Tuesday, 1 November 2016

Percy Bysshe Shelley – The Unconventional Love-Life of one of Britain's Most-Loved Poets

Dover, (c) Janet Cameron
Romantic poet, Percy Bysshe Shelley had a short, but intense life. Shelley was a rebel and an eccentric, whose outrageous behaviour shocked society.

When the Dover steam packet was introduced and crossed regularly from Dover to Calais in the 1780s, it proved a great success with the aristocracy, who began writing about their travels, describing them as "Grand Tours."
Soon the Dover cutters were so highly regarded that they were patronised by bankers, politicians, merchants and lawyers, as well as a love-struck poet. Percy Bysshe Shelley (1792-1822) who had good reason to be glad of Dover's efficient port. The great poet, who is famous for such sublime poetry as "To a Skylark," was already married when he fell in love with sixteen-year-old Mary Godwin, daughter of publisher, William Godwin and women's rights champion, Mary Wollstonecroft.
Born in Horsham in Sussex, Shelley was a rebel and a rabble-rouser, intense, imaginative and unconventional. At school he was known as "Mad Shelley" or the "Eton Atheist."
Percy Shelley's First Elopement – Harriet Westbrook
Harriet was the daughter of the proprietor of a coffee-house, and when she was sixteen, she and Shelley eloped to Scotland and were married in Edinburgh in August 1811. For three years, the two young people led a nomadic existence. Their relationship was far from conventional, as apparently Shelley tried to share her with his friend T.J. Hogg. It's not too clear from literary references whether he was successful in persuading Harriet to comply.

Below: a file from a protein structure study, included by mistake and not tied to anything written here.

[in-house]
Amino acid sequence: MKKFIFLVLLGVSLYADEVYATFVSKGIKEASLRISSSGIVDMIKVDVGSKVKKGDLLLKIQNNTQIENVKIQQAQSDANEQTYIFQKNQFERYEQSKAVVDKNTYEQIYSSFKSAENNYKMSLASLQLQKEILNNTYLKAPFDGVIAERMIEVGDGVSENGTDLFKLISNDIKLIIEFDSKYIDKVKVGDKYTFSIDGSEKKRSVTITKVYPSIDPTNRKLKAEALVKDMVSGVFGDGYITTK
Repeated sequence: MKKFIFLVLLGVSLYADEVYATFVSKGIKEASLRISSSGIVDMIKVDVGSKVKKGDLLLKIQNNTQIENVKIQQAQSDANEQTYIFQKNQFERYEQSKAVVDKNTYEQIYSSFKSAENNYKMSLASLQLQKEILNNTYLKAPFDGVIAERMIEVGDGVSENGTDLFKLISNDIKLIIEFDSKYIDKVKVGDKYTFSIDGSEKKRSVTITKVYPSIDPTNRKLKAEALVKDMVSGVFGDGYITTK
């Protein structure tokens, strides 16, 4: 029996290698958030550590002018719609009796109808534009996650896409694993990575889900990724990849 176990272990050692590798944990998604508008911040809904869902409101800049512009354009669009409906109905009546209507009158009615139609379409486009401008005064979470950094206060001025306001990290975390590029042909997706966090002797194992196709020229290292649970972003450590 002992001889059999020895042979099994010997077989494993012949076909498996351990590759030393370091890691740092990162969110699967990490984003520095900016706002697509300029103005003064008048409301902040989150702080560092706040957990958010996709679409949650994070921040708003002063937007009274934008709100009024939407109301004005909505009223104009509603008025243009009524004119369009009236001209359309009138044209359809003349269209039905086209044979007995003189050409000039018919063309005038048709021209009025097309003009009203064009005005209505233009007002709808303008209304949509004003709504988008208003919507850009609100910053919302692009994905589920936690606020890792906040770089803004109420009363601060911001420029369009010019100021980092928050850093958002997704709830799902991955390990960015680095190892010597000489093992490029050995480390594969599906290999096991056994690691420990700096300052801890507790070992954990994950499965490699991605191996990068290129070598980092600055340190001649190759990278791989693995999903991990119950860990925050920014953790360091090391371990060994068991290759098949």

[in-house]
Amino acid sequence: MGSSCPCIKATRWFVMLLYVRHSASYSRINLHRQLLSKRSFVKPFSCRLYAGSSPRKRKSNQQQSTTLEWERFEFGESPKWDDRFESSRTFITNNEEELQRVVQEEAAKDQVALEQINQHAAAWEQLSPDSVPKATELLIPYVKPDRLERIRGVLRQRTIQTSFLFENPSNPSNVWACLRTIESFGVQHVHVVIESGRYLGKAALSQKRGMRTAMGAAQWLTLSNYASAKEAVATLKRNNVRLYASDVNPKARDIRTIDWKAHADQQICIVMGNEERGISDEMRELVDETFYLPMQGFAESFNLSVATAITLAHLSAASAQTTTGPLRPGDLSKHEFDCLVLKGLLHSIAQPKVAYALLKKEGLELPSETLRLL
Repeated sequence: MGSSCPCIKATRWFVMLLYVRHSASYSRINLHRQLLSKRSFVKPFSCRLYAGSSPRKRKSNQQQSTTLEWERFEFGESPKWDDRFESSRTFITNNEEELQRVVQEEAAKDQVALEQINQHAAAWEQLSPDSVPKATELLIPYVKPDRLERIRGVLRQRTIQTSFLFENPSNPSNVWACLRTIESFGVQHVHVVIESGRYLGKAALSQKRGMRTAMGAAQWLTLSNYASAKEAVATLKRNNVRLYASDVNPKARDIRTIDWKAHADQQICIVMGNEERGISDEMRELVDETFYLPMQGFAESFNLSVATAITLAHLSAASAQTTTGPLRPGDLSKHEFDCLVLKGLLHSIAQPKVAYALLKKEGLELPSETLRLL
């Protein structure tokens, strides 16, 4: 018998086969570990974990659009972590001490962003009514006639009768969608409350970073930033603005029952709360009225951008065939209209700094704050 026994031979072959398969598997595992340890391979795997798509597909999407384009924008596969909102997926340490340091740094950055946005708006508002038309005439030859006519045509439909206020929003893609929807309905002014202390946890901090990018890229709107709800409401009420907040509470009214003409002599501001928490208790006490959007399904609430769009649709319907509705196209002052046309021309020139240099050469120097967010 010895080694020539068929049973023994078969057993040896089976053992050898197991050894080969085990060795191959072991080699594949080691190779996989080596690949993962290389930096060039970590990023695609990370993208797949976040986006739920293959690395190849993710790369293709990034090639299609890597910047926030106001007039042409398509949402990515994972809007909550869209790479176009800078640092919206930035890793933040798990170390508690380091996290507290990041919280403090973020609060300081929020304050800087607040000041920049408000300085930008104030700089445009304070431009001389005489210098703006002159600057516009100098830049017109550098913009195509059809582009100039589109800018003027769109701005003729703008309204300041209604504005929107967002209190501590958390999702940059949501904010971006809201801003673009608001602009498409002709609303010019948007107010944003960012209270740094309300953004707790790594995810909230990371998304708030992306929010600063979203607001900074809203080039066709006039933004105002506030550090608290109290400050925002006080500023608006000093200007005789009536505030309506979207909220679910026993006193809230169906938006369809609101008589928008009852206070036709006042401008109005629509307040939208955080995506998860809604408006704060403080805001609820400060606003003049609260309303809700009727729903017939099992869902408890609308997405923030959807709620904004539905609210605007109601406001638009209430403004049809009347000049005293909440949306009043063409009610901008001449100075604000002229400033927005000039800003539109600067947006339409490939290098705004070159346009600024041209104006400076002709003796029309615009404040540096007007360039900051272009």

By 1814, the marriage collapsed – which is unsurprising since Shelley disapproved of marriage, along with eating meat, religion and royalty. The couple had two children and the effect of Shelley's abandonment of them had dire effects on the whole family. Harriet became suicidal, making distressing scenes to try to get her husband to remain with her.
Ménage à Trois with Mary Godwin and Jane Clairmont
In 1814, when he was twenty-two, Shelley and Mary decided to elope. But first, Shelley invited along Mary's stepsister, Jane (Claire) Clairmont, who was just fifteen years old. The three of them made for Dover, boarding the first steam packet they could find. The carefree threesome travelled through France to Switzerland, where Shelley wrote to his wife, Harriet Westbrook, naively suggesting she should join them.
Instead, in 1816, Harriet threw herself into the Serpentine in London, leaving her unfaithful husband free to indulge his scandalous ménage à trois. His second wife, Mary Shelley, was the author of Frankenstein, and she began to write her great work in the summer of 1816, by Lake Geneva, where she spent her time with her husband and the poet, Lord Byron. Their ménage à trois continued until Percy Shelley's death in 1822 aged thirty-years.
In his essay "On Love," composed in July, 1818, Shelley says: "What is love? Ask him who lives, what is life; ask him who adores, what is God? The poet concludes: "So soon as this want or power is dead, man becomes the living sepulchre of himself, and what yet survives is the mere husk of what once he was."
  • "On Love," Percy Bysshe Shelley, Romanticism An Anthology, Ed. Duncan Wu, Blackwell, 1994.
  • Oxford Companion to English Literature, Ed. Margaret Drabble, Oxford University Press, 1985.

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